This includes Facebook, Twitter, LinkedIn – or whatever else you may use. These are fabulous ways to stay in touch with family, friends, and co-workers. You can post pictures of your travels, link to blog posts or websites; it can really bring your travel experience alive for the people back home. Many people chose not to blog, and instead put all of their photography and short updates on Facebook. In addition, you will be adding so many new friends as you travel; this is also how you can stay in touch with them.

Or, if you’d like to remain more private, you can also create a private Facebook group and simply invite close family and friends to it and provide updates there regarding your whereabouts.

SKYPE:

Skype is the holy grail of communication! If you don’t have Skype, I suggest you research it before you leave and set up a login. It is a free downloadable application you can log into on a computer and make phone calls (with video), chat, conference calls, or text message over the internet. However, if you don’t intend to take a laptop, please know that 99% of internet cafés have Skype loaded on their machines as well as headsets. In addition, Skype offers a smart phone application and you are able to take calls via your smart phone if you have a wireless internet connection available.

How does it work? If the person you are calling also has Skype, then the calls are free. If they don’t have Skype, then the cost of calls is minimal and you’ll need to add credit to your Skype account to make those calls. So – the lesson here is to get your family and friends to also get on Skype. Since my parents are older and some of my siblings aren’t really tech savvy, I always suggest to people to set this stuff up BEFORE you go. Help them download it on their computers or phones; then set up an account for them and make sure they know how to use it. You don’t want to be on the road trying to teach your parents how to use Skype; I’ve done that, and it’s not fun.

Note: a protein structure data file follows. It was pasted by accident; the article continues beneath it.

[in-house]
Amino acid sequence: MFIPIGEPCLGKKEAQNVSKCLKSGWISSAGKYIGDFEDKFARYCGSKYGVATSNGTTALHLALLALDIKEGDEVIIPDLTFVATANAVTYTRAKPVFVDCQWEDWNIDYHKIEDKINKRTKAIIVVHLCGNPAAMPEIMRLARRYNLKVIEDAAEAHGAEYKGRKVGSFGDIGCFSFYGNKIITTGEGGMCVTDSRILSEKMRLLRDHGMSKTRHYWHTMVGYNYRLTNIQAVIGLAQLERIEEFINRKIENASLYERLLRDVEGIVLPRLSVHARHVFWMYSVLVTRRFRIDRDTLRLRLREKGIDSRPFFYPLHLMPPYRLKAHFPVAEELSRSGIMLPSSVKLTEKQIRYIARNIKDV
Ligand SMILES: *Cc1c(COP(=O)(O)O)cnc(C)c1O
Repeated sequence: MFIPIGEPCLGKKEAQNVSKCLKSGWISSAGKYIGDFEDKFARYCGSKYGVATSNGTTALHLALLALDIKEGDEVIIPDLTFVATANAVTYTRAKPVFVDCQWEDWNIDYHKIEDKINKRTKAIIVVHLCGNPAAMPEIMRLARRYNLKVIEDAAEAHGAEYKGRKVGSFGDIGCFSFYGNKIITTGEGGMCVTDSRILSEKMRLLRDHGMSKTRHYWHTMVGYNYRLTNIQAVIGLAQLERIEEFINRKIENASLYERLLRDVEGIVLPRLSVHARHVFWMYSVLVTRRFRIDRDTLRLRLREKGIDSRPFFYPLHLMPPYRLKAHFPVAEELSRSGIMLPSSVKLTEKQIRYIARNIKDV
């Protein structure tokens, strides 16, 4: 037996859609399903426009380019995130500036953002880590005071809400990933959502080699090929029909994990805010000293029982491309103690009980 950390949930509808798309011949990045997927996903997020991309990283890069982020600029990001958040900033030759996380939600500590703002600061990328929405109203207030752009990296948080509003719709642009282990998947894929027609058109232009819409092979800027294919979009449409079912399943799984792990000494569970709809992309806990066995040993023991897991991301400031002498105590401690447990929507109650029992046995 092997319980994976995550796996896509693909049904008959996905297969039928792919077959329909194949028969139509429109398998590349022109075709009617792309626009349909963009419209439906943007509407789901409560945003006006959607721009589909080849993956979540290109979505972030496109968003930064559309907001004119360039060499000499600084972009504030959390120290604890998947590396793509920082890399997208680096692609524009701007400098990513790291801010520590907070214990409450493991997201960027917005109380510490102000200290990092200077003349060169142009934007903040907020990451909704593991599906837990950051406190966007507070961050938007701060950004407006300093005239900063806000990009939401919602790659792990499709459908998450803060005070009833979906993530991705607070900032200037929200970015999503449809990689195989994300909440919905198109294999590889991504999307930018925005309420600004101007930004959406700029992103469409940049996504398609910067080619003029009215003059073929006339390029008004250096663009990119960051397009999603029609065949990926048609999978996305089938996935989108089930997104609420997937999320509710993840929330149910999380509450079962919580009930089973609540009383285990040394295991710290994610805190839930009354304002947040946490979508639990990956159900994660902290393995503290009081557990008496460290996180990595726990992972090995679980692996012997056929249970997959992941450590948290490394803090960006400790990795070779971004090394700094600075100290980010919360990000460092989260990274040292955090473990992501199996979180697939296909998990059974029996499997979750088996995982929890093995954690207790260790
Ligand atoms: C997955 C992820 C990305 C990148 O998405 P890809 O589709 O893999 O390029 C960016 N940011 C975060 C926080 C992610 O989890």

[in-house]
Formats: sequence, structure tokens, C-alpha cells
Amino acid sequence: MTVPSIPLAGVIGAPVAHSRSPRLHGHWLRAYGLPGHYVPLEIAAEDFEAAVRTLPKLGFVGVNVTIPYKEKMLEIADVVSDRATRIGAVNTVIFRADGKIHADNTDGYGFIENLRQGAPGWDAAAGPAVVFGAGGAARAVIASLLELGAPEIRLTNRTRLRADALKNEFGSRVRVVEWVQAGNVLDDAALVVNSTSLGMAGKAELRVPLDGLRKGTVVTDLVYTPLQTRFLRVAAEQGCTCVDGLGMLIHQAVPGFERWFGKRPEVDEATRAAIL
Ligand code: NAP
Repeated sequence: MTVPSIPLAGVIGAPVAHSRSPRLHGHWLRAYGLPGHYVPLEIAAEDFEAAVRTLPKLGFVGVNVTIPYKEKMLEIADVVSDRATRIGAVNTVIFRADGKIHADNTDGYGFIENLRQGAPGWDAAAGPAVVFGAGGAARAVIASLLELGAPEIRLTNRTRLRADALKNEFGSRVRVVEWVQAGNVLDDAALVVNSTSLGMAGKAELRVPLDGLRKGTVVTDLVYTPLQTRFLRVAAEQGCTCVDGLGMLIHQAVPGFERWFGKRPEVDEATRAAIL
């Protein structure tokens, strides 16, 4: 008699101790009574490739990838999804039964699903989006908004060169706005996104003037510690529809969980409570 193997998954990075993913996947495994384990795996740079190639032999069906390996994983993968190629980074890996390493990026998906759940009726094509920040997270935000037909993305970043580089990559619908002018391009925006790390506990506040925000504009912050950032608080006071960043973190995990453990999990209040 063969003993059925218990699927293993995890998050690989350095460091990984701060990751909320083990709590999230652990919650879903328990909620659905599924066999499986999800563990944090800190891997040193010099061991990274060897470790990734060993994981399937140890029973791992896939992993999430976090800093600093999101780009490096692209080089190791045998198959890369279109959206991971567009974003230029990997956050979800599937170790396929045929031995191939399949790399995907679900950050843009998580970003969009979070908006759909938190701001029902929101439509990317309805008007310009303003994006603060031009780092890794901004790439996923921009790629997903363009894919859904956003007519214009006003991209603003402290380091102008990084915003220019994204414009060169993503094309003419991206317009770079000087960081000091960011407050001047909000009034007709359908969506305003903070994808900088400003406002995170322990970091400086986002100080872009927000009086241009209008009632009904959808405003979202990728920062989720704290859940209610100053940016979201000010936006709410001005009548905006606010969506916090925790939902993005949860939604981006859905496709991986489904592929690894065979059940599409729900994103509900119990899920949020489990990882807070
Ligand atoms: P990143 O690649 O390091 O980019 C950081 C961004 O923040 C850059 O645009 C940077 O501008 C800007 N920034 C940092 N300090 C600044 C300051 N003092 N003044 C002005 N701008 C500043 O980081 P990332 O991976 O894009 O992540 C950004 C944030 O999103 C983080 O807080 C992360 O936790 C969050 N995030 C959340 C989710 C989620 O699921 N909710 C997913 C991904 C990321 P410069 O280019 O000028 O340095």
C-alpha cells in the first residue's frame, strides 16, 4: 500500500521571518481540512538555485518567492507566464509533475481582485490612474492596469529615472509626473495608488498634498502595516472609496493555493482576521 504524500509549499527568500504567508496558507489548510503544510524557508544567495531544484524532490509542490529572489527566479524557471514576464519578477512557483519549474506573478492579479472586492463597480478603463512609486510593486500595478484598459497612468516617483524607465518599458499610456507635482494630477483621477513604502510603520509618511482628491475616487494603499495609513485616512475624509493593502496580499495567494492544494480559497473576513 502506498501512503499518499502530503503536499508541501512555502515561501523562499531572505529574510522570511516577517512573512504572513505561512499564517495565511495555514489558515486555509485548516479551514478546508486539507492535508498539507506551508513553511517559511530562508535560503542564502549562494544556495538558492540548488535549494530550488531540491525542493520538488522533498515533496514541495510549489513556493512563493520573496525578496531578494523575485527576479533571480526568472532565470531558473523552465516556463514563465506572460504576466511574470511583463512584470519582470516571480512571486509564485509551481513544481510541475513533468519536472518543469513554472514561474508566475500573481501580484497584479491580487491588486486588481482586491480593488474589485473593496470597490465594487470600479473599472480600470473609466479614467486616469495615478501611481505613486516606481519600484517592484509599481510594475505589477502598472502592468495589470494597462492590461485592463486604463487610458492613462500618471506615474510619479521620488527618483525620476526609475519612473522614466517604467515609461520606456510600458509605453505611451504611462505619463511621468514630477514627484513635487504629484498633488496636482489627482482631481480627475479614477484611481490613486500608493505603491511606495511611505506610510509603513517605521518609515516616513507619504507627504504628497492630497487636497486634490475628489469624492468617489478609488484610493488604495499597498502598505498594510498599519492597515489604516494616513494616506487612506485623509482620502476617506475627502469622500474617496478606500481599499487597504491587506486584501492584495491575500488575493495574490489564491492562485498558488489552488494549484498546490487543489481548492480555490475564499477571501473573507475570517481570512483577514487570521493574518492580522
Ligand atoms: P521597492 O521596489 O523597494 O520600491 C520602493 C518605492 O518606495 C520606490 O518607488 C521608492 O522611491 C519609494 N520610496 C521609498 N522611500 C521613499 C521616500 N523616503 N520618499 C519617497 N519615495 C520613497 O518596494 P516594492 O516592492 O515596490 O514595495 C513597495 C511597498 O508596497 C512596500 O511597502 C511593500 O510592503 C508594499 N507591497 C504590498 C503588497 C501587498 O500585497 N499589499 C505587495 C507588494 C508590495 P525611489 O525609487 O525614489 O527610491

Download and learn more about Skype.

Other alternative to skype is Google Hangouts or if the people you want to communicate with are on a Apple product, you can also use Facetime.

CELL PHONE:

There are many options for cell phones but once again, research this before you go. If you are positive you want to keep your phone and current provider, then make sure you look into international roaming and texting plans. This is definitely the expensive option as American carriers used internationally are costly.

Barbara from Hole in the Donut created this useful post: “Using your iphone while traveling internationally without breaking the bank”

However, a cheaper option is to purchase a cheap, unlocked (not associated with any US carrier) phone and simply purchase an international SIM card that can be used everywhere. Or you can purchase a SIM card from a local provider in the country you are traveling in (good if you are going to be in that country for a while). Personally – I’ve done both and much prefer just getting a SIM when I enter a country and using the pay as you go plans. This means your phone number changes all of the time, but there are ways around that (see Google Voice below). However; if you have a Skype id to communicate with people back home, then the only reason you may need a cell phone is to call local places (hotels, hostels, tour companies, etc); so it’s not a big deal if your number changes in each country.

With a smart phone then this means that you can also pretty easily communicate with less tech savvy family/friends back home too via texting.  You don’t even need a SIM card to text these days with smart phone apps like What’s App and Viber.  These apps are a super solution for free international texting and sending photos while on the road.   They both offer free texting via a wifi connection.  Note that the person you are texting must also have the app on their phone, so make sure you tell your friends/family to get it set up on their devices before you go and test it out.